More importantly, they're going to give their staff a briefing on what "dairy" means, including whey and casein, not just the word milk.
I did emphasize to their customer service person that the staff I met at Cobs were uniformly enthusiastic about their product, and they shouldn't be faulted for it. But unless you've gotten the training about allergies, or have allergies yourself, you simply don't know any better.
Friday, June 15, 2007
I was totally assured by the young woman at the front counter that everything I bought was dairy- and nut-free, so I went ahead and bought a lot of different things -- a blueberry cobbler, a box of lemon tarts, date bun, fruit bun, and whole wheat baguette.
And I let Andrew try them when he got home from preschool. He quite liked the blueberry cobbler, but his favourite was the lemon tart, which he got on Thursday. He ate two of those, one after breakfast and another one after dinner. He did go and play with the neighbourhood kids in the street after that, so I'm sure he burned off all that sugar.
And then this morning, I decided to check on the ingredients when I was writing up this blog post. (All of Cob's nutrition info is available online, so if you've got one near you, you can do your research before you get to the store.)
Well, everything I'd fed to Andrew contains whey powder! It seems that Cob's needs to teach its front counter staff about the other names for dairy, including whey and casein.
Thank goodness nothing happened. I think that Andrew didn't eat much of the blueberry cobbler. And with the lemon tart, he was digging out the lemon filling, but didn't eat the crust.
On the bright side, I did want to test whether his lower dairy allergy scores were for real or not. I guess they are.
Moral of this story: don't trust anything that the front counter clerk tells you about ingredients. Make sure to read it for yourself, despite the "no dairy" signs plastered throughout the store.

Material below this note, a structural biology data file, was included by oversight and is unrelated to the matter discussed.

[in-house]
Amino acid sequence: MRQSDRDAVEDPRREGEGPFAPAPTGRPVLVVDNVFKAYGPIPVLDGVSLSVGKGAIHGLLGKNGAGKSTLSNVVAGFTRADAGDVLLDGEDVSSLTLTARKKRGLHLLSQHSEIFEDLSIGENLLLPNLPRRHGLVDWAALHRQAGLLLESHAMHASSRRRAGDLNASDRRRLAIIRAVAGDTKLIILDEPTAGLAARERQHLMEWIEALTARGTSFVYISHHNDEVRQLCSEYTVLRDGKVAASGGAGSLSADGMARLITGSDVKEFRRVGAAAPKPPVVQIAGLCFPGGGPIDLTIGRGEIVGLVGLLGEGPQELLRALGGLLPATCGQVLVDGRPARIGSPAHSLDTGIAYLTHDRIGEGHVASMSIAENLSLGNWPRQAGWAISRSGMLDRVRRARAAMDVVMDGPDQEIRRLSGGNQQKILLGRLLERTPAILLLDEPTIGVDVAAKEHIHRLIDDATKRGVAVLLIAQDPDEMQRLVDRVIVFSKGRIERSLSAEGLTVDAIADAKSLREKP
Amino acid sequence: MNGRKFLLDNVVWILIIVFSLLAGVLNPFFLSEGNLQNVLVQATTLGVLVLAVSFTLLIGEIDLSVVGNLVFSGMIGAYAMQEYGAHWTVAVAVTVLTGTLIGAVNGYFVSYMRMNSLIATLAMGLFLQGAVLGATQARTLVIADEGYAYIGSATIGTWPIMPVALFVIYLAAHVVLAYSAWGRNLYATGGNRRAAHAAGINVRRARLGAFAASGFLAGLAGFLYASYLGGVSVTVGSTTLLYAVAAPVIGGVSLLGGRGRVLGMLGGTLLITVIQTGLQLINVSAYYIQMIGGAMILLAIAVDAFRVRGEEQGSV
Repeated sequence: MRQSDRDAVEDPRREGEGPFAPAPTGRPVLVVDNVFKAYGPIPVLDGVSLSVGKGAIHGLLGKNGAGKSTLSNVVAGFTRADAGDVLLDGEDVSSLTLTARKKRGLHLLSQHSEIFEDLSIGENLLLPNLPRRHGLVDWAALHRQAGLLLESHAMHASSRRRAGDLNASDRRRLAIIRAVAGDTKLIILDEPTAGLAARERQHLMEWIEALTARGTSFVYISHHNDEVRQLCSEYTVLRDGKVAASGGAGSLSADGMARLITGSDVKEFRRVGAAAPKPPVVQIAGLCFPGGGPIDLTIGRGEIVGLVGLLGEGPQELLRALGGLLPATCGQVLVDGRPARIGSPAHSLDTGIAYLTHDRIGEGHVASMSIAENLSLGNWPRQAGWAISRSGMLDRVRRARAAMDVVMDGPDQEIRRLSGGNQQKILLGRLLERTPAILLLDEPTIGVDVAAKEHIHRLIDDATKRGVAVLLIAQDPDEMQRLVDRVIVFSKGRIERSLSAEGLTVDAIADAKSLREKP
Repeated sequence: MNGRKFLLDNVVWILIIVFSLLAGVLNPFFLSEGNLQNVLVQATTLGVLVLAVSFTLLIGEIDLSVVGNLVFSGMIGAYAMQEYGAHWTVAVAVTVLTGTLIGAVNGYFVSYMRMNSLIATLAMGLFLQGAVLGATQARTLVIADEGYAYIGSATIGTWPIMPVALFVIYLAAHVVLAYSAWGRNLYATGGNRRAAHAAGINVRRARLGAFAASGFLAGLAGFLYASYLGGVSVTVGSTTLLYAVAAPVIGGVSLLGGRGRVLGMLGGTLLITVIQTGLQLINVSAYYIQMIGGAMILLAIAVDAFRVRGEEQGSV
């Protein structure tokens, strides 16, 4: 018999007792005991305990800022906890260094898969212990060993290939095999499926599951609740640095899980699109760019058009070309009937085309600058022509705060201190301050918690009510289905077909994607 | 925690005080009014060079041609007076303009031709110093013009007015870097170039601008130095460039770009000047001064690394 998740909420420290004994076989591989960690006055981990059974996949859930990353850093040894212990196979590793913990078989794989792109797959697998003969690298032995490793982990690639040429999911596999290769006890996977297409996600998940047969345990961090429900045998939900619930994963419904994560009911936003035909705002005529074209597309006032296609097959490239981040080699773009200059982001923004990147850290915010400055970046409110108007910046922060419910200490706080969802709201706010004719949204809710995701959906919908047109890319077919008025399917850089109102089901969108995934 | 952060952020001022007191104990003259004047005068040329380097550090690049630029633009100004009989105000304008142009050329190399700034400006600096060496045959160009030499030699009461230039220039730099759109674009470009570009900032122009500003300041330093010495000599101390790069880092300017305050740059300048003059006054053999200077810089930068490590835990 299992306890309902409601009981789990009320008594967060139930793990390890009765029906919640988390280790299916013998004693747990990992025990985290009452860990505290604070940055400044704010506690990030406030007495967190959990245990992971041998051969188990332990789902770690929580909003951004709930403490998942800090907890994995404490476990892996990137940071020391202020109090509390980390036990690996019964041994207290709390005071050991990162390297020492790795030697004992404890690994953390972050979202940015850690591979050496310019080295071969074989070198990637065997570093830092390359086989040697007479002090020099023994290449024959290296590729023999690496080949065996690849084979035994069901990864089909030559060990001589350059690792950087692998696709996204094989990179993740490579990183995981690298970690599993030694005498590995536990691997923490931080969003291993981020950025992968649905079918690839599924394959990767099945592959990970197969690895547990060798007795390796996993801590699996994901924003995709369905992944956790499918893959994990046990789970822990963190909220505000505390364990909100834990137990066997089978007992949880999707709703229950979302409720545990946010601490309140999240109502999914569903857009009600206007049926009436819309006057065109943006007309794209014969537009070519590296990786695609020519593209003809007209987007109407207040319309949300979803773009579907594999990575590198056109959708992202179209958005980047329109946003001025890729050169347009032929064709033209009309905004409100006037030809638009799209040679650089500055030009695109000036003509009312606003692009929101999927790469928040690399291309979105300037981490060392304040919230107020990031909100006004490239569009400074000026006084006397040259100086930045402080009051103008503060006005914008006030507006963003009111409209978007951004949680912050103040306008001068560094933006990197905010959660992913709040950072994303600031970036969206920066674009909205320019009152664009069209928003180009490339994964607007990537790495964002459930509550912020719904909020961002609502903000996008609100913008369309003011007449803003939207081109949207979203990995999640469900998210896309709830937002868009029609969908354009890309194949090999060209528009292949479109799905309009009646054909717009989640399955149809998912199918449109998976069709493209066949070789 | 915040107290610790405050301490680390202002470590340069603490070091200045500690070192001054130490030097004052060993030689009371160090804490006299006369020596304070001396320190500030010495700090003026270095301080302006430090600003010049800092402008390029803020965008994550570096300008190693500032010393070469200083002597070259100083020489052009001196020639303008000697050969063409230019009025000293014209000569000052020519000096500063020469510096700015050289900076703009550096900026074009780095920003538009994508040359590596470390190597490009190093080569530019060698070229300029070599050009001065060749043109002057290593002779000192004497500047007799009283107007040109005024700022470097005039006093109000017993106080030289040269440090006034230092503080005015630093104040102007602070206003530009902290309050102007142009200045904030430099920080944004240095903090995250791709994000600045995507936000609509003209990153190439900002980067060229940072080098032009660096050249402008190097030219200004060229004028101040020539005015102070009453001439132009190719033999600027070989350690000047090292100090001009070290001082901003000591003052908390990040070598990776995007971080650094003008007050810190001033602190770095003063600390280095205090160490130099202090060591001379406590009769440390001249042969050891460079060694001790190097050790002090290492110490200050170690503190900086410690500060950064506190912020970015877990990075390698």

And yes, I will be letting Cob's Bread know about my experience.
Thursday, June 07, 2007
And as we were checking out, the kids got totally interested in the "candy" by the checkout stand. But this time, we were happy to buy it! It was something called Bare Fruit -- bake-dried organic fruit with nothing added but organic coconut oil, for $1.39/bag. Plus it's made in a nut-free facility. So I picked up a bag of bananas & cherries to try it. The kids ate the entire bag on the way home. Okay, so it was a small bag, but they'd had dinner, and shouldn't have been that hungry.
And now that the kids are asleep, I'm just thinking back at the experience of being able to buy something for them at the checkout stand, and feeding it to them in the car, without freaking out about possible allergic reactions. Wow. Is this how other parents of non-allergic kids feel?
I just can't see certain things without wincing any more. We walked through Choices' bulk food aisle, and I grabbed at Andrew when he went too close to the bins of nuts. I went grocery shopping without the kids earlier this week, and almost lost it because of the spilled milk on the checkout conveyor belt -- and I did arrange all of my groceries to not touch any of it. And when we went to Science World last week, I was totally watching all the other parents who were feeding their kids, just to make sure that there were no peanut butter sandwiches.
Yeah, my life is about being paranoid about food.
Tonight was an amazing break from that paranoia. What a nice feeling this is.
Saturday, May 19, 2007
To get one, leave me a comment with your email address, and I'll send one your way. In your comment, you must tell me how you found my blog. Feel free to substitute (at) and (dot) for the obvious parts of your email message.
I did a quick google search on "virus hives" and found a bunch of hits. Apparently it's not uncommon, so it just took a calm doctor to relieve all my fears.
It's yet another childhood ailment that other kids and parents just get through without too much panic. Alas, when you're got allergic kids, full-body hives for over 24 hours aren't something that can be easily brushed off.
The website I found also mentioned that the hives can come and go for the next few weeks, so we'll just keep the Benadryl handy. Oh wait, the Benadryl already comes everywhere with us. So in that aspect, at least, nothing will change.
Friday, May 18, 2007
So I rushed him off to Children's Hospital this morning, and waited for two hours until we were seen. (There was only one person ahead of us when we got there at 7:30, but I guess they didn't have any doctors on.)